The Van Alstyne City Council met in a special called meeting Sunday, with all Council members and Mayor Larry Cooper in attendance, to talk about the future of City Manager Frank Baker with the city. They did that in executive session, which lasted almost two hours, and which included input from City Attorney Julie Fort.

At the end of the meeting, the Council voted to accept Baker’s resignation, effective immediately. Baker was not present at the meeting, nor was his usual custom nameplate in front of his usual seat.

Separation Agreement

The next day, Cooper and Baker sat down with a Separation Agreement and General Release, signed by both parties. The Van Alstyne Leader obtained this document through a Freedom of Information Act request. This Agreement states that language used is mutually agreed upon, and that Baker was advised to seek an attorney if he wanted to before signing it. He also has seven days after signing it to revoke it, should he choose to do so.

The Agreement serves as Baker’s written notice of resignation. The Agreement states: “Employee (Baker) and Employer (the city of Van Alstyne) now desire to resolve their relationship, compromise and settle all claims which employee has or may have arising out of his employment and resignation from employment.”

The agreed-upon separation pay provides that the city will pay Baker “for nine months at his regular rate of pay, as of September 30, along with Baker’s balance of 134 hours of vacation leave and 712 hours of sick leave that have accrued under the City’s Personnel Policies.” This will be paid in a lump sum, minus withholding deductions.

Baker, according to the Agreement, is not eligible for future employment with the city.

It also required Baker to return all city property, including keys, documents, identification badges, computer passwords and other property. This was to have been accomplished before signing the Agreement. Baker also agreed not to sue the City, except in case the City does not hold up its end of this Agreement. He agreed to cooperate with the City if they have to consult with him on any future investigation, transaction, or such.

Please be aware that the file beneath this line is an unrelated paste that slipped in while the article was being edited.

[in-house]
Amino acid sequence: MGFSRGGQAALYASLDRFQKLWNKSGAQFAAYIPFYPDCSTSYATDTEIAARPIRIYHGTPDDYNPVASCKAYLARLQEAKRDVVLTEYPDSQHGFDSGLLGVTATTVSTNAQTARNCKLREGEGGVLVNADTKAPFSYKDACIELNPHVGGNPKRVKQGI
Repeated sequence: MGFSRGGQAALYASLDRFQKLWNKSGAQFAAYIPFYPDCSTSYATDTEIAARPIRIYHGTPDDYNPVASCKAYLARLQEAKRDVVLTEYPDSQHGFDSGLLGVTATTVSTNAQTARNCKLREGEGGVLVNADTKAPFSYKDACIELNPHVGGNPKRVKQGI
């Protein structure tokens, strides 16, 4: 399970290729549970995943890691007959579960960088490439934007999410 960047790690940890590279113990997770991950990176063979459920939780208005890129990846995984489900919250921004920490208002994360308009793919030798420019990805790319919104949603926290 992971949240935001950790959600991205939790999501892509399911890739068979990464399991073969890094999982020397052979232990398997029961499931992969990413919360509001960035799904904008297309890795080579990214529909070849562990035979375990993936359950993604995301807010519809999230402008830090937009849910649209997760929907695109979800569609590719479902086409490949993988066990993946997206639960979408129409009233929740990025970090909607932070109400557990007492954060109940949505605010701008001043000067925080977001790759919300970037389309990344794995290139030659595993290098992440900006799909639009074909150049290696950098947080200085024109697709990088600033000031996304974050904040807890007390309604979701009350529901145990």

Baker has seven days to revoke the Agreement, but even if he does, the Agreement states, he is still considered to be not employed by the City, and the Separation Pay will be null and void. Both Cooper and Baker signed the Agreement in front of Notary Publics.

Sunday’s meeting

It was a short open meeting that opened with a prayer in which Mayor Larry Cooper asked God to help everyone put aside their bitterness and get on with the business of the day, and with the pledges of allegiance to the American and Texas flags.

It took only minutes for Cooper to read the required agenda items for the executive session. What he read stated the meeting would be in accordance with Chapter 551 of the Texas Government Code/Open Meetings Law. The items listed were, condensed here for brevity sake, to discuss employment, resignation or dismissal of the city manager; and to allow the city attorney to participate in the executive session.

Once the Council returned to open meeting, Council Member Teddie Ann Salmon made the motion to “ accept Frank Baker’s resignation, approve the resignation agreement, and authorize the removal of his signature authority (on city documents.” Suzon Crowell seconded the motion. It passed unanimously.

Baker had served not only as City Manager, but also as volunteer Fire Chief, leaving both positions open.

Members of the Council evidently designated Council Member Brad Clough as their spokesman, and his statement after the meeting was only that they would begin looking at replacements at the Oct. 10 regular City Council meeting. Until then, he said, any questions or concerns that involved city involvement or consent should be directed to City Clerk Jennifer Gould or to Cooper.

Cooper said, after the meeting, “All of us on the Council have absolute confidence in all our department heads and entire staff that they will carry on with their duties, to keep things going successfully.”

The meeting was held on Sunday because, after Baker actually gave his resignation on Thursday, it was the first day they could legally meet in a special called meeting. Sunday was also the first day of the city’s fiscal year, but Cooper said that was mere coincidence and not a factor.

“It was just the first time we could all get together on this matter,” said Cooper.

The Council had numerous local residents in its audience. When they saw all Council members’ hands go up in agreement with the motion, the sound of hands clapping filled the Community Center.

“We appreciate Mr. Baker and wish him the best in the future,” Clough said.